Two poems by Lynda Maraby

In the Company of Angels

 

Heads bent low
we focus on the
dark ground
as one foot
proceeds
the other

finding little time
for conversation.

Presently
their shadowy
forms seem mere
obstructions
to the waning light.

Inspiration shallow,
even their singing
stops as
we turn inward, heedless of
loving hands that
lend balance
or support.

Undaunted still
they walk
beside us

hoping we will turn
to see and
smile.

Boxing Christmas

 

From a warm
hearth it is
easy to lift the
little lean-to from
the mantle, wrap
each figurine in
tissue, bag
the gilded plastic
straw and place
them in the
box that bears
their name.

The tree takes
longer.
Needles fall as
ornaments removed by
careful hands reveal
the simple
beauty of
each branch

the bright
angel who
watched over
all resumes her
winter sleep.

So I wonder
when that first
angel choir had
finished singing for
a homeless infant born
when all the
shelters shut
their doors

was there emptiness or did
songs of
joy continue
in their
hearts?
 
A note from the poet, Lynda Maraby, about her use of angels:
Whether we believe in the standard images of angels, I think they symbolize something true. In the physical universe, despite all the suffering and grief, if we observe carefully, there is also hope and joy. So often, we focus on the negative and ignore it, and this tendency appears to be a human trait, perhaps partly from guilt over our contribution to that suffering. But if we look at nature, we see a movement toward wholeness. Trees waiting to bud and bloom, mother cats tenderly grooming their kittens, flower bulbs that hide their sprouts until just the right moment. I think these poems reference that joy latent in all life and waiting to burst forth. The Christmas story and its angel heralds is a kind of promise that there is another possibility, one which we have only to open up and see.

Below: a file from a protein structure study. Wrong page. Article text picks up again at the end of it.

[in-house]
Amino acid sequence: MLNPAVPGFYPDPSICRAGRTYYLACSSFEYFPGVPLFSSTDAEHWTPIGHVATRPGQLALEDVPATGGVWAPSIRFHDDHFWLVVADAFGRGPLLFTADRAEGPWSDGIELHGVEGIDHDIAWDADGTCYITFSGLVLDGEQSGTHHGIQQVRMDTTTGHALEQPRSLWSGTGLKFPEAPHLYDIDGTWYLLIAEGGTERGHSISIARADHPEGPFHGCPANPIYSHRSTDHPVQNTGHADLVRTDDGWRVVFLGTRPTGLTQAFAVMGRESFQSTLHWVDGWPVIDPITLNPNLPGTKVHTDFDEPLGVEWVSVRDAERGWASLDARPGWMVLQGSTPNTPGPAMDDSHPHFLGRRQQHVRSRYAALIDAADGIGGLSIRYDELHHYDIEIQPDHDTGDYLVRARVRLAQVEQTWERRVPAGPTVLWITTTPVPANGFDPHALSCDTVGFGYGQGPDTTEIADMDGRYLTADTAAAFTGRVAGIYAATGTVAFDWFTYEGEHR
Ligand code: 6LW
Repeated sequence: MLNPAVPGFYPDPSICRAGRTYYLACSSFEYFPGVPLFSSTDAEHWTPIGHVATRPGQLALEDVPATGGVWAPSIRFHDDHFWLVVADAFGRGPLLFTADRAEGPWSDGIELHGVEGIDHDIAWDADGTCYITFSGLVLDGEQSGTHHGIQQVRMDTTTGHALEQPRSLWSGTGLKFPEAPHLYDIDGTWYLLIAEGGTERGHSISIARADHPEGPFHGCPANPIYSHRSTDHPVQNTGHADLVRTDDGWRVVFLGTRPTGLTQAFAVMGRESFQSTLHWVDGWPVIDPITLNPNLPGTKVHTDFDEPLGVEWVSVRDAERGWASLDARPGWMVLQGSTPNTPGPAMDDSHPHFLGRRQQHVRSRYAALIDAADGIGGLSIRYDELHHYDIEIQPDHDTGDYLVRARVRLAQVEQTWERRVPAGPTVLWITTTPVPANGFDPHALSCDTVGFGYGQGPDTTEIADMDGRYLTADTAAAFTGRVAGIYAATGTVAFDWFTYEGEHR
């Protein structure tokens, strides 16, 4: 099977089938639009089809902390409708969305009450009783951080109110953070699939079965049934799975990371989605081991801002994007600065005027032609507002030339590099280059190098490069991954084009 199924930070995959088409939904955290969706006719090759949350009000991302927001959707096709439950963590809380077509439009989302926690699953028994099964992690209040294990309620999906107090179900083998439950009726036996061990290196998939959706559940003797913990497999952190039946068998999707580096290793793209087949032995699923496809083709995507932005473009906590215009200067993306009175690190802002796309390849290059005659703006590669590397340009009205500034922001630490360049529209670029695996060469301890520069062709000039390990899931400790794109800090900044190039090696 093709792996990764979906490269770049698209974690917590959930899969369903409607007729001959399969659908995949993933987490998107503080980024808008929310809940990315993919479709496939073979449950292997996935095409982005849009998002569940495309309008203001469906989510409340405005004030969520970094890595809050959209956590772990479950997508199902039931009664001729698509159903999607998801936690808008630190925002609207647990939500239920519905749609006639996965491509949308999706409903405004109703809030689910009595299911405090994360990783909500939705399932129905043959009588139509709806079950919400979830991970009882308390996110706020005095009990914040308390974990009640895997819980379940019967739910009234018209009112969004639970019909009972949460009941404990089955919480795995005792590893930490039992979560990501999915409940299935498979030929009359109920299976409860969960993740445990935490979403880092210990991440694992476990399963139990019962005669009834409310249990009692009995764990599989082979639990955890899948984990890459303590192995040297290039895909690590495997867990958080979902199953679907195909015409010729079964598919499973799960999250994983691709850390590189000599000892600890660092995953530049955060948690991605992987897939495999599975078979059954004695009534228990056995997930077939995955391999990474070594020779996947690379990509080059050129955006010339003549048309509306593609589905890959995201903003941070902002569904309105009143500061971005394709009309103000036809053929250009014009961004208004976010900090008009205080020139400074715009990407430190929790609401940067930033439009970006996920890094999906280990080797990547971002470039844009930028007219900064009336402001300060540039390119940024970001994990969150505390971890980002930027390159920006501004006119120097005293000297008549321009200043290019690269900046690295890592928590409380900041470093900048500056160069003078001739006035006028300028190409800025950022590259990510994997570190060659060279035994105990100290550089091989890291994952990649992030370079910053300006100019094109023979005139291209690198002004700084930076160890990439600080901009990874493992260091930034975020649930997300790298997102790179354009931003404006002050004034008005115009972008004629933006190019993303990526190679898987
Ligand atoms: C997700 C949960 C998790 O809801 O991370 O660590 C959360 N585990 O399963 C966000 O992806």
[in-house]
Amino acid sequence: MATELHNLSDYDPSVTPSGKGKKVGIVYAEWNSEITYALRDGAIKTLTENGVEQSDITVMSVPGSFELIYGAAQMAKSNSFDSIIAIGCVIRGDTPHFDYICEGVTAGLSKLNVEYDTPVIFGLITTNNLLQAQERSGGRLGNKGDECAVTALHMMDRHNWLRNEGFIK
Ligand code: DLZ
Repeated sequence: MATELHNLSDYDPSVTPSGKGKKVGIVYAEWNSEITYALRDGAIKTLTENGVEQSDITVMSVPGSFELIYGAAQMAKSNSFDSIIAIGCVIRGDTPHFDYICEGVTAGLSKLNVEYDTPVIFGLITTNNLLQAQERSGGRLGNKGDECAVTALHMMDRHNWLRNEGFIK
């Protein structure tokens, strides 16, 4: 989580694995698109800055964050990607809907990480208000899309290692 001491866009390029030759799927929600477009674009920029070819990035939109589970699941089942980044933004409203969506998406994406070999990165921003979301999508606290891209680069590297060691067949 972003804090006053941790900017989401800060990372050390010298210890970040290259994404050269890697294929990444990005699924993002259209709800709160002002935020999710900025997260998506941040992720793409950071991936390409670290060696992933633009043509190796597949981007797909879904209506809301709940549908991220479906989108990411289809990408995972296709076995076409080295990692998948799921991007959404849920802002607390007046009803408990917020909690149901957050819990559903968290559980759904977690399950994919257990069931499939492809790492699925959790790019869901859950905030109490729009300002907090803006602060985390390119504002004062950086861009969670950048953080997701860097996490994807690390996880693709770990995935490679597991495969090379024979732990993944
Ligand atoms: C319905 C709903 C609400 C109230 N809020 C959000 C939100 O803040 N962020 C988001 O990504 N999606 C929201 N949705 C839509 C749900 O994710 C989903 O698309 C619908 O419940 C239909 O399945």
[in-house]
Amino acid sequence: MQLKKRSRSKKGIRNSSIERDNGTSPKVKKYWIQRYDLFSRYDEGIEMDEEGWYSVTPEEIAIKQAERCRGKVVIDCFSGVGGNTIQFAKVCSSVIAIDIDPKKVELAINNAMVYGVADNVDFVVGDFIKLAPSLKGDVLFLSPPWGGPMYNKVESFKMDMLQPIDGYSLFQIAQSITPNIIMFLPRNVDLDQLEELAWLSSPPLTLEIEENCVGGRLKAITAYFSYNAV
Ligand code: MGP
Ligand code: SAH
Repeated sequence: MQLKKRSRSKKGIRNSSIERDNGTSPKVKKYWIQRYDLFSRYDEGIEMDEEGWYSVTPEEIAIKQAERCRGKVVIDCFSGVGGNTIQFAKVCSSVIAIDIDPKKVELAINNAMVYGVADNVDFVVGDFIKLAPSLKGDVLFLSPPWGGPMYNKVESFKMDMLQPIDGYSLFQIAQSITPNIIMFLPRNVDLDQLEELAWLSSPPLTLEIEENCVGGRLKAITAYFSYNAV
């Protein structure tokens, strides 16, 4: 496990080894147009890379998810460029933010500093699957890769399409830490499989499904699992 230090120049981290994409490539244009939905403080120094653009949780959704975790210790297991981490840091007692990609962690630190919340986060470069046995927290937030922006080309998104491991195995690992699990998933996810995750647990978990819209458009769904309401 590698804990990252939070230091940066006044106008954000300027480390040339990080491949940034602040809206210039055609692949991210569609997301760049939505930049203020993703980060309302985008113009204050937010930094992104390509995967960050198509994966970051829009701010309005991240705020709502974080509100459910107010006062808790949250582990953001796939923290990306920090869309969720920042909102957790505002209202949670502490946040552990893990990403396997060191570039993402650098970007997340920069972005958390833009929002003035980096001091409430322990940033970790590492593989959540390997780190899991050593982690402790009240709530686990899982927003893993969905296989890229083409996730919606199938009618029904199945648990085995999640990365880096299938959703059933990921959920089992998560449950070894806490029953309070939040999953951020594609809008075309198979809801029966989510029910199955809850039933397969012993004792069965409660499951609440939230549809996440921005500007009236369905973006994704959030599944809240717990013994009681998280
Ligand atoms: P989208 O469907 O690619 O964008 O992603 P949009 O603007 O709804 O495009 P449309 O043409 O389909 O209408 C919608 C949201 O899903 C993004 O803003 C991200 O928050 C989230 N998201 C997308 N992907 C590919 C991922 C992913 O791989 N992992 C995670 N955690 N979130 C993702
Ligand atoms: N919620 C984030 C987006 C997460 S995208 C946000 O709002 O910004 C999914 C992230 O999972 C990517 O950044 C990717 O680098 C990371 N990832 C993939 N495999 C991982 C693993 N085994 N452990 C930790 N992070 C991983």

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A poem for the First Sunday of Christmas

Storm Warning

by Lynda Maraby

Silence
and the dropping curtain
of a late December

Herod’s forces
regroup
for one last offensive
from a horizon
obscured.

Ensconced in tinsel
and tradition,
we scurry
to whatever
beckons

hoping for inward grace,
searching for outward signs,
distracted

by all the pretty lights.

A note from the poet:

I wrote this poem a long time ago, but reworked it as “Storm Warning” at the outset of the Gulf War, when some were predicting an easy and quick victory. I was especially appalled at the notion that we could make a first strike. Although the leadership of Iraq was corrupt, that did not seem like enough reason to enter into a such a conflict. The propaganda was full of the same old patriotic claptrap about keeping us safe, but we were about to commit lives and resources to something so thinly veiled that oil dereks and dollar signs were visible just under the surface.

The reference to Herod came later, as I reflected on the nature of politically generated conflict in general. I think the reference to the slaughter of the innocents in the New Testament was a similar kind of comment (perhaps comparing the actions of Rome against its seized territories to those of Pharoah in Exodus).  It seems have not learned much since then except how to kill faster and more efficiently. We certainly have not learned how to control those political leaders who think they can do whatever they like in the name of protecting the common good.  I say “we” because all are culpable (and, as the poem implies, too easily hoodwinked).

This poem was published in 2007 in Simul: Lutheran Voices in Poetry. Maitland, FL, Xulon Press.

Lynda Maraby is a member of Salem Congregation.